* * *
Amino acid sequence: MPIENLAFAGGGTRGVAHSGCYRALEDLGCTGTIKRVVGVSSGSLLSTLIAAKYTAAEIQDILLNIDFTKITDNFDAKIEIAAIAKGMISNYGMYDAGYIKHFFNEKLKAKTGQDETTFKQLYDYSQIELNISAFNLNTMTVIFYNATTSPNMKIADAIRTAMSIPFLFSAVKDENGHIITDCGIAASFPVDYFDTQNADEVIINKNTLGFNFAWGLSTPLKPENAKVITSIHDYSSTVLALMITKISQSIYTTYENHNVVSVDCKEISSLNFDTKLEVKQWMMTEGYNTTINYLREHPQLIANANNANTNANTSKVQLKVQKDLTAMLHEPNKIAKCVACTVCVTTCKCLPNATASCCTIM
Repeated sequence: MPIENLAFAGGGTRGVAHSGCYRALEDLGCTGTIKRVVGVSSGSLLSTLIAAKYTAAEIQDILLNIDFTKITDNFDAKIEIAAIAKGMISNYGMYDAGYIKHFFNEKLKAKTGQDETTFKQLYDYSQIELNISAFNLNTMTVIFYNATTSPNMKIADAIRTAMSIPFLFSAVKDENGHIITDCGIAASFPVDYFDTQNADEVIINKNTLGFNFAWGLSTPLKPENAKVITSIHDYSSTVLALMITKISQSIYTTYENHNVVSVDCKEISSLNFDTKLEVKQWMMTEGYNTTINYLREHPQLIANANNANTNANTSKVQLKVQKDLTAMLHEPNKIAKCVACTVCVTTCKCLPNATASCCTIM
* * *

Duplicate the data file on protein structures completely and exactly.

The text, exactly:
Amino acid sequence: MPIENLAFAGGGTRGVAHSGCYRALEDLGCTGTIKRVVGVSSGSLLSTLIAAKYTAAEIQDILLNIDFTKITDNFDAKIEIAAIAKGMISNYGMYDAGYIKHFFNEKLKAKTGQDETTFKQLYDYSQIELNISAFNLNTMTVIFYNATTSPNMKIADAIRTAMSIPFLFSAVKDENGHIITDCGIAASFPVDYFDTQNADEVIINKNTLGFNFAWGLSTPLKPENAKVITSIHDYSSTVLALMITKISQSIYTTYENHNVVSVDCKEISSLNFDTKLEVKQWMMTEGYNTTINYLREHPQLIANANNANTNANTSKVQLKVQKDLTAMLHEPNKIAKCVACTVCVTTCKCLPNATASCCTIM
Repeated sequence: MPIENLAFAGGGTRGVAHSGCYRALEDLGCTGTIKRVVGVSSGSLLSTLIAAKYTAAEIQDILLNIDFTKITDNFDAKIEIAAIAKGMISNYGMYDAGYIKHFFNEKLKAKTGQDETTFKQLYDYSQIELNISAFNLNTMTVIFYNATTSPNMKIADAIRTAMSIPFLFSAVKDENGHIITDCGIAASFPVDYFDTQNADEVIINKNTLGFNFAWGLSTPLKPENAKVITSIHDYSSTVLALMITKISQSIYTTYENHNVVSVDCKEISSLNFDTKLEVKQWMMTEGYNTTINYLREHPQLIANANNANTNANTSKVQLKVQKDLTAMLHEPNKIAKCVACTVCVTTCKCLPNATASCCTIM